FR&R’s 2009 Angler of the Year declares his move toward ultimate simplicity, on and off the water.
- By: Yvon Chouinard
About 20 years ago the Japanese rod maker Naoki Hara gave me a 71⁄2-foot three-weight cane rod. I used the rod to catch a large, fine-spotted cutthroat, took a photo of the fish lying next to the golden yellow bamboo rod, and sent that image to the rod maker. I then put the rod in the closet for 15 years, which I suspect is where most cane rods that are given to businessmen for 25 years of loyalty with a firm end up. More recently I read the book, The Bamboo Fly Rod, and saw the film Trout Grass.
Once I understood the passion and spirit that goes into the making of cane rods, I decided to start using that little 3-weight on spring creeks, high lakes and meadow creeks in Wyoming, where I found the cane rod perfectly suitable, particularly when using 6X or 7X tippet. Not only that, it had soul. Last year, I was gifted another cane rod, a 121⁄2-foot hollow Spey rod from Bob Clay of Kispiox, British Columbia. That’s nice of him, I thought. But the last thing I needed was an oldfashioned bamboo Spey rod. The first time I tried a Spey rod was 50 years earlier on the Tweed in Scotland. It was a bendy, green-heart rod. I thought those heavy, slow, doubled-handed rods were almost prehistoric. Even so, Bob and I walked to the river below his house, where he attempted to show me how to cast the slower, but surprisingly powerful, rod. Being familiar with big, faster-action graphite rods, I was a slow learner. Bob told me about his daughter, Kateri, winning a Spey-casting contest at the Golden Gate Casting Club using one of his rods. Obviously there was nothing wrong with my rod; the problem was me. I had developed a bunch of bad casting habits. With graphite you can overpower the rod at the last second and correct a multitude of bad moves.
I finally brought myself up to the rod’s potential and last year caught many large steelhead, including one of 24 pounds, which I landed even though the handle of my reel fell off. I love good tools, but a tool should not replace skill. Rather, a tool should allow one to maximize the joy and contentment of manual labor. Last year I fished the Sesia River in northern Italy with my friend and excellent fly fisherman, Mauro Mazzo. He mentioned that the traditional way to fish the Sesia is the same as described by Dame Juliana Berner in her treatise written in 1496. The technique is to use a 10- to 16-foot long rod with no reel and just a horsehair-line tied to the tip. The lines, which are about one or one-and-a-half times the length of the rod, are braided from the tail of a stallion, starting with 14 or 16 hairs and tapering down to three at the tippet end. A short, nylon tippet is added and one-to five soft-hackle flies are tied one foot apart.
Casting is done using various overhead roll and Spey casts. It’s particularly effective in winter for wary and selective grayling. A size-20, purple-body soft-hackle is used. The hackles are made from very soft, lifelike feathers from a bird called a Cuiffolotto. There are still about 20 practitioners of this technique in Italy, of which 10 braid their own lines. Twenty years ago a Japanese friend gave me a fiberglass telescoping rod—with no reel seat. It was a beautiful, precious gift; light, sensitive and elegant. It’s called a tenkara rod and is used in Japan to fish for Yamame trout in small mountain streams. When I received this rod, I really didn’t understand what I was getting, and stored it on a shelf in my cabin for two decades.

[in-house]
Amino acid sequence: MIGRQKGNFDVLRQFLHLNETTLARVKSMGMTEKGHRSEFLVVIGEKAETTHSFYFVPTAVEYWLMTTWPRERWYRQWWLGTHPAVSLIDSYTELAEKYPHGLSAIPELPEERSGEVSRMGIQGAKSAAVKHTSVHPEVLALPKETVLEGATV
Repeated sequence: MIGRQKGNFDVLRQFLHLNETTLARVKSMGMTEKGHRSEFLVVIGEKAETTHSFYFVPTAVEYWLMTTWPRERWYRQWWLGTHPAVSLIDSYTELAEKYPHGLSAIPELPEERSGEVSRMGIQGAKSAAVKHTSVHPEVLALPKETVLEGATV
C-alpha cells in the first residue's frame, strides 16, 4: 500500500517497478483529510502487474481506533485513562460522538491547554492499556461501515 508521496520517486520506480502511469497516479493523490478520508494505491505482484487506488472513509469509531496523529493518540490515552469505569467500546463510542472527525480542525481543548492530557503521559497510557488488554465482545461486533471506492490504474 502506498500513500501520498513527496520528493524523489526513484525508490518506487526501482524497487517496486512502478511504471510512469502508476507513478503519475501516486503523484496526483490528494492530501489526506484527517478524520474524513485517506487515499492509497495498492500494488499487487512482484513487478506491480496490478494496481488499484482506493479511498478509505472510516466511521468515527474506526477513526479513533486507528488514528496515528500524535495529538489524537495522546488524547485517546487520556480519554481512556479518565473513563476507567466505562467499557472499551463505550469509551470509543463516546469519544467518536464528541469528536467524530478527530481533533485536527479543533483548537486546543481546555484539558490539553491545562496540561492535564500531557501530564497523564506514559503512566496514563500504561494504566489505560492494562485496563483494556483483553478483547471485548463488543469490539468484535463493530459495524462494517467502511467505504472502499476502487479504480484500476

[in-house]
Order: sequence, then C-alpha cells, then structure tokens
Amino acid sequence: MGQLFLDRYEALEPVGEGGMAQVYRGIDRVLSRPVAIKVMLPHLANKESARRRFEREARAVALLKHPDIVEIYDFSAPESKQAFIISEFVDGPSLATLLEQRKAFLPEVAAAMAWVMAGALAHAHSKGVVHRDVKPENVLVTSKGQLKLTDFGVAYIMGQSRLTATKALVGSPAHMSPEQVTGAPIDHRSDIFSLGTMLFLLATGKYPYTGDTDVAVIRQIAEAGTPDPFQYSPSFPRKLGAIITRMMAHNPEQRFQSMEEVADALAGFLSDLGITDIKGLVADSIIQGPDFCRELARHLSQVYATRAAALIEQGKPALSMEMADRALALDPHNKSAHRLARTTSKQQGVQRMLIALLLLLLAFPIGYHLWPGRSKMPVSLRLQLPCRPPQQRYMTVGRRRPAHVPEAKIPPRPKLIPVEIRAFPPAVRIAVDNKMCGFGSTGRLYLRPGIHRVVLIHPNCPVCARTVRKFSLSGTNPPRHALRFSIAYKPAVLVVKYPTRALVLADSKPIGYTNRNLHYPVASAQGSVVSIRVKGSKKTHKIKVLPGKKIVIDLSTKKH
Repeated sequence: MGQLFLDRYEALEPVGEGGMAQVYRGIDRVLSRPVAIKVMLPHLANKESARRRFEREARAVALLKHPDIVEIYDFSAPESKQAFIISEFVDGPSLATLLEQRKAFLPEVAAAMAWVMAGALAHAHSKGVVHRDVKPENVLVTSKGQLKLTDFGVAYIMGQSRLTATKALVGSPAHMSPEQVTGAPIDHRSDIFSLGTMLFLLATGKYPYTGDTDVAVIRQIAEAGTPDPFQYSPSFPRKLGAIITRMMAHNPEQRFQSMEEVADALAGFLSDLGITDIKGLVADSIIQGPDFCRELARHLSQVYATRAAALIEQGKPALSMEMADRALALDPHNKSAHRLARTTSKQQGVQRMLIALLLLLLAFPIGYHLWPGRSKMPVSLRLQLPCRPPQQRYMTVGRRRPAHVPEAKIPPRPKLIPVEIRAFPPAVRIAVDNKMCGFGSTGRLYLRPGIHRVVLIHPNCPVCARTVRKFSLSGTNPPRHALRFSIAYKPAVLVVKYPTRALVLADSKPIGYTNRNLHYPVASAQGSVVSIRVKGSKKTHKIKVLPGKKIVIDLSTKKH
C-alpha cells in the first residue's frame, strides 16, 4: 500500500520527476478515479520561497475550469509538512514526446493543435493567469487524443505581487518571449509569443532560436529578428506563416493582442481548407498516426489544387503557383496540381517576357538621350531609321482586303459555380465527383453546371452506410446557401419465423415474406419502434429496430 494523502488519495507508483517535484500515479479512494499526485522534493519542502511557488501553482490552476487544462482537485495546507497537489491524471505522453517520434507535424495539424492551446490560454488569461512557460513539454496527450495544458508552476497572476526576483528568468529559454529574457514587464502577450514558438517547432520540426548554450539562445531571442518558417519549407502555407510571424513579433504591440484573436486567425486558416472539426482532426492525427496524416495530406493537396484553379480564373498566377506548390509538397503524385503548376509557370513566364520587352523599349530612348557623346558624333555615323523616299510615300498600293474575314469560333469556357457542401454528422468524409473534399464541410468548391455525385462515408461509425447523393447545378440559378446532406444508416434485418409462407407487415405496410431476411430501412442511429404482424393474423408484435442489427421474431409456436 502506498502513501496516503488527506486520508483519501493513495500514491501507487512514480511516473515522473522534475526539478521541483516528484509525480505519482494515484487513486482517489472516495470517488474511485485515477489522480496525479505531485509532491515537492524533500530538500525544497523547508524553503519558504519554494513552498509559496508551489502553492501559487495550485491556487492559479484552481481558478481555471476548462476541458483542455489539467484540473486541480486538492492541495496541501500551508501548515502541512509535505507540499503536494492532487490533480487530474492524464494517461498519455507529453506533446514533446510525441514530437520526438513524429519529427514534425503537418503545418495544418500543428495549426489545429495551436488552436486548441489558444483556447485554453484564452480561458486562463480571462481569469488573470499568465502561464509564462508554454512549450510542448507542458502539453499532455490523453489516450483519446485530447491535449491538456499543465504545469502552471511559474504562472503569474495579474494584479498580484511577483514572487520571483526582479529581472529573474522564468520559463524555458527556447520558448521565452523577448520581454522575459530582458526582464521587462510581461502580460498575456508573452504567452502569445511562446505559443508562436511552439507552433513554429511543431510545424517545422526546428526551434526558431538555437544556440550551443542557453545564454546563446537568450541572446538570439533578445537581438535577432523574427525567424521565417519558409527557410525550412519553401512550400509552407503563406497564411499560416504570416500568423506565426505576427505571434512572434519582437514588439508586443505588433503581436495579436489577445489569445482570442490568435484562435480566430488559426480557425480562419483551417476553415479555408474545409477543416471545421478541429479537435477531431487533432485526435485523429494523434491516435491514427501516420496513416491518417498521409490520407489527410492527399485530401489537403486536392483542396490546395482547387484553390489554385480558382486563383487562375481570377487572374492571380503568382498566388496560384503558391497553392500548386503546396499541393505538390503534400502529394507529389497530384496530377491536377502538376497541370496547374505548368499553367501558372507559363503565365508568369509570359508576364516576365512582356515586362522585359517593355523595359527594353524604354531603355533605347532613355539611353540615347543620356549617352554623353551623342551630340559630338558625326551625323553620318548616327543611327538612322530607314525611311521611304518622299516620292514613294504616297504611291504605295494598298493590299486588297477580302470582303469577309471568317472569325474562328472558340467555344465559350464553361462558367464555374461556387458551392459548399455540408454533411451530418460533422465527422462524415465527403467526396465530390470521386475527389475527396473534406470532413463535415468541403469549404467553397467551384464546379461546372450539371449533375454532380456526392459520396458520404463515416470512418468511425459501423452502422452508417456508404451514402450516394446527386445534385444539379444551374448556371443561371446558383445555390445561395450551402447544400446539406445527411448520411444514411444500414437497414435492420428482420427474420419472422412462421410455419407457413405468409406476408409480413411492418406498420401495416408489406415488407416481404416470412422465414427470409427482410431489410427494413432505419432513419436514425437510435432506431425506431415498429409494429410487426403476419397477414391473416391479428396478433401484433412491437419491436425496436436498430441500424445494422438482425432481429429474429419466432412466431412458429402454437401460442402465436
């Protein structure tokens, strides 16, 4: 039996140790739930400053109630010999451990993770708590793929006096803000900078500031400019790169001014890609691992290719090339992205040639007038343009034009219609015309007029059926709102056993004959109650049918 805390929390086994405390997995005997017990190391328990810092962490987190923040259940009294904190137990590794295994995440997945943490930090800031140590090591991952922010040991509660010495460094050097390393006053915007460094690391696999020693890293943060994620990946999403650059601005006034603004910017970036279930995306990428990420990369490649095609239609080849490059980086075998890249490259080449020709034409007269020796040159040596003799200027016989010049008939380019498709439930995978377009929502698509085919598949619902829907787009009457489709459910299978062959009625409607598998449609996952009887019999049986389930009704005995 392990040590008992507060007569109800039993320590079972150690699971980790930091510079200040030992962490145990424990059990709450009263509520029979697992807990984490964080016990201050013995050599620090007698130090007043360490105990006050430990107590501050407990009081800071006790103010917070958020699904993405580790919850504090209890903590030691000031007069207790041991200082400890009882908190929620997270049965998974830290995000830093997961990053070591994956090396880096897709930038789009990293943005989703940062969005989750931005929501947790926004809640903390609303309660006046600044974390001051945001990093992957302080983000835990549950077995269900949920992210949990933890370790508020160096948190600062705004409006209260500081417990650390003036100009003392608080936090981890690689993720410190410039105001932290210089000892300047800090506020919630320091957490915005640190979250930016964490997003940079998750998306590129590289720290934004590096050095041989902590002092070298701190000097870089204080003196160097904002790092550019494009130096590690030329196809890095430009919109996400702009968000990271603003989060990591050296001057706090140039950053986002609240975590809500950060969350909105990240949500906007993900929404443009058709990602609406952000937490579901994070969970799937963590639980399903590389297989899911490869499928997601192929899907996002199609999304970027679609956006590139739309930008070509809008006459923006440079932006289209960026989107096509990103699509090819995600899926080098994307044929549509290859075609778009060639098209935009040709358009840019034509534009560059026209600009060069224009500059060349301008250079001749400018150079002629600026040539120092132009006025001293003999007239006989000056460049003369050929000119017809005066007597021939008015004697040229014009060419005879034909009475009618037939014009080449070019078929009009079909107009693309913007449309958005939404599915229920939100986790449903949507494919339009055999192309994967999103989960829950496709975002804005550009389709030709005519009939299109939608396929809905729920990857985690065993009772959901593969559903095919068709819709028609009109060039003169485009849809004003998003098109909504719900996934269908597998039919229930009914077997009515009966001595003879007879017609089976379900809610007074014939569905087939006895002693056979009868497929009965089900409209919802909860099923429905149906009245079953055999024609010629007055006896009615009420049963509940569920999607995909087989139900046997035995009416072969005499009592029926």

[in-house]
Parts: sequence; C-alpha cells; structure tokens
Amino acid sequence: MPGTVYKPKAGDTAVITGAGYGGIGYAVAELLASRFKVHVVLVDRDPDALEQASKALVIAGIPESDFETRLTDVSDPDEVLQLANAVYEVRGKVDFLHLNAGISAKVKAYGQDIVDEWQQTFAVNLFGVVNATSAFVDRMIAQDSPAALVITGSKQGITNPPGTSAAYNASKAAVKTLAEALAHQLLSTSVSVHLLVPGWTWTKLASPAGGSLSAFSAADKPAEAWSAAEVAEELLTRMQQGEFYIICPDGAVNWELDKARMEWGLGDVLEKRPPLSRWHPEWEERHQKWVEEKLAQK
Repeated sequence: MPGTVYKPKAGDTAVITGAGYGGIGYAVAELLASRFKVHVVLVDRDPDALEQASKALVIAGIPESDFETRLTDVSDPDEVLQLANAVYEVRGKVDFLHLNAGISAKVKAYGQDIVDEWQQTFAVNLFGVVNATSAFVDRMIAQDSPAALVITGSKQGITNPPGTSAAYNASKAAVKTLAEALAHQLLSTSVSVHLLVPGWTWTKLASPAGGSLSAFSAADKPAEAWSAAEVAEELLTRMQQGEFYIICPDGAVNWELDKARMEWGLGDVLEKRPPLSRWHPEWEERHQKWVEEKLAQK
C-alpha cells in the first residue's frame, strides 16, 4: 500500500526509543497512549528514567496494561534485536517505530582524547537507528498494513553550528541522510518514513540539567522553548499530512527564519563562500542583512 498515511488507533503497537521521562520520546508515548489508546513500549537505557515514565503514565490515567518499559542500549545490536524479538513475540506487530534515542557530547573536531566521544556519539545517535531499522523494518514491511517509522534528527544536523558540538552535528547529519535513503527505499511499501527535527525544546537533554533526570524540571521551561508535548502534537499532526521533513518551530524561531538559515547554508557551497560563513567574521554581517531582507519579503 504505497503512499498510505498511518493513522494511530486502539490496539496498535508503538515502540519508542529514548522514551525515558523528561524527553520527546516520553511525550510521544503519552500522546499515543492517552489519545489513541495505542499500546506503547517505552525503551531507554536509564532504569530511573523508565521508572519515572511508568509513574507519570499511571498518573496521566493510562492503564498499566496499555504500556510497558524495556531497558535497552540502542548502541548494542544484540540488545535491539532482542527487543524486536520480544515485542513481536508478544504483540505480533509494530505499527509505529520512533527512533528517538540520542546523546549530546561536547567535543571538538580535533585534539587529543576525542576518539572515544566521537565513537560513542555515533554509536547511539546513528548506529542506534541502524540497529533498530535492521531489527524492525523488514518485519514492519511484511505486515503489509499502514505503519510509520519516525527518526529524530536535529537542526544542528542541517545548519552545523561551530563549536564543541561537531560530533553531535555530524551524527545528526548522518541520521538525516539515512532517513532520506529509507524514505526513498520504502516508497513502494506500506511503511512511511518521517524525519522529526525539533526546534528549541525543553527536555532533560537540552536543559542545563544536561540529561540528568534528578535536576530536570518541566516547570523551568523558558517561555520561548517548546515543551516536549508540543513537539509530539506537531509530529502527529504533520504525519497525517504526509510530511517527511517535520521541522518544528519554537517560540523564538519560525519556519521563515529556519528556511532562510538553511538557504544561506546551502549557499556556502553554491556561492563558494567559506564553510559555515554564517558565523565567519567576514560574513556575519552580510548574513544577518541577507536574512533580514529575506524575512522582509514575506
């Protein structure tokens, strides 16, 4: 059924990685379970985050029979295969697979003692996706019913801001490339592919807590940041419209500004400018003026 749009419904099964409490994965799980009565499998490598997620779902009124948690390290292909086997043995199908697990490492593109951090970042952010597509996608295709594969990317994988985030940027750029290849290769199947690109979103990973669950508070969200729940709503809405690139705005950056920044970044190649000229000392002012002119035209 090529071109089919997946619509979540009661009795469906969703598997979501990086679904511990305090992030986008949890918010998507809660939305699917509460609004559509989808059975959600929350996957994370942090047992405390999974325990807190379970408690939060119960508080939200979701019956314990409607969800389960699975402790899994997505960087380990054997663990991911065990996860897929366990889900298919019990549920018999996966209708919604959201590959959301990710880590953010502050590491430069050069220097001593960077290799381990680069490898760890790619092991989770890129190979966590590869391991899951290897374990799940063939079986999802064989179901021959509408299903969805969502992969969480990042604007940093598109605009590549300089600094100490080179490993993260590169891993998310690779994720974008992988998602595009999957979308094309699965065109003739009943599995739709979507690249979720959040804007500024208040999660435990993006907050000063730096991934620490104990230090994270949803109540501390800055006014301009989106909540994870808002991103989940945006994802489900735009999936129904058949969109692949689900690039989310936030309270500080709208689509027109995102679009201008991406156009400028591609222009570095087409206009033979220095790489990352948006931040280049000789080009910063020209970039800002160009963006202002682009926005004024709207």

Last summer Mauro and I decided to try out this tenkara rod and the Valsesiana technique on a willow-lined meadow creek in the Wyoming Range. It was a super-windy day in August and grasshoppers were being blown about, so we put on a Muddler and fished it upstream as a hopper and downstream as a sculpin. The thin, heavier horsehair line cut through the wind far better than a floating fly line. Every bend of the creek had a pool, and we moved from pool to pool without having to reel in line and 64 October/November 2009 let it out again. We caught fish in every pool, nice cutthroats up to 16 inches. I could see that larger fish would be a problem to land. Supposedly if you hook a large fish, you throw the rod in the river, let it play out the fish and swim after it later! Or you tie a retrieval cord onto the handle. Mauro’s girlfriend, Danielle, who had never fished a day in her life, picked up the rod and in less than five casts landed the biggest cutthroat of the day. “Easy,” she says. “What’s the big deal?”
I think this centuries-old technique was more perfect and effective for the job than anything that has come out of our high-tech fly-fishing industry. In fact, I believe this is the same gear and technique traditionally used by the French market-fishermen. When your living is dependent on supplying restaurants and markets with trout, you’re not going to waste your money on $500 reels, $700 rods and $3 flies. I’ve continued to use the tenkara rod with great satisfaction and success. One day in early September, on a riffle of the Firehole River in Yellowstone National Park, in the time it took my wife, sitting in the car, to read three Los Angeles Times newspapers, I landed 35 browns and rainbows up to 14 inches.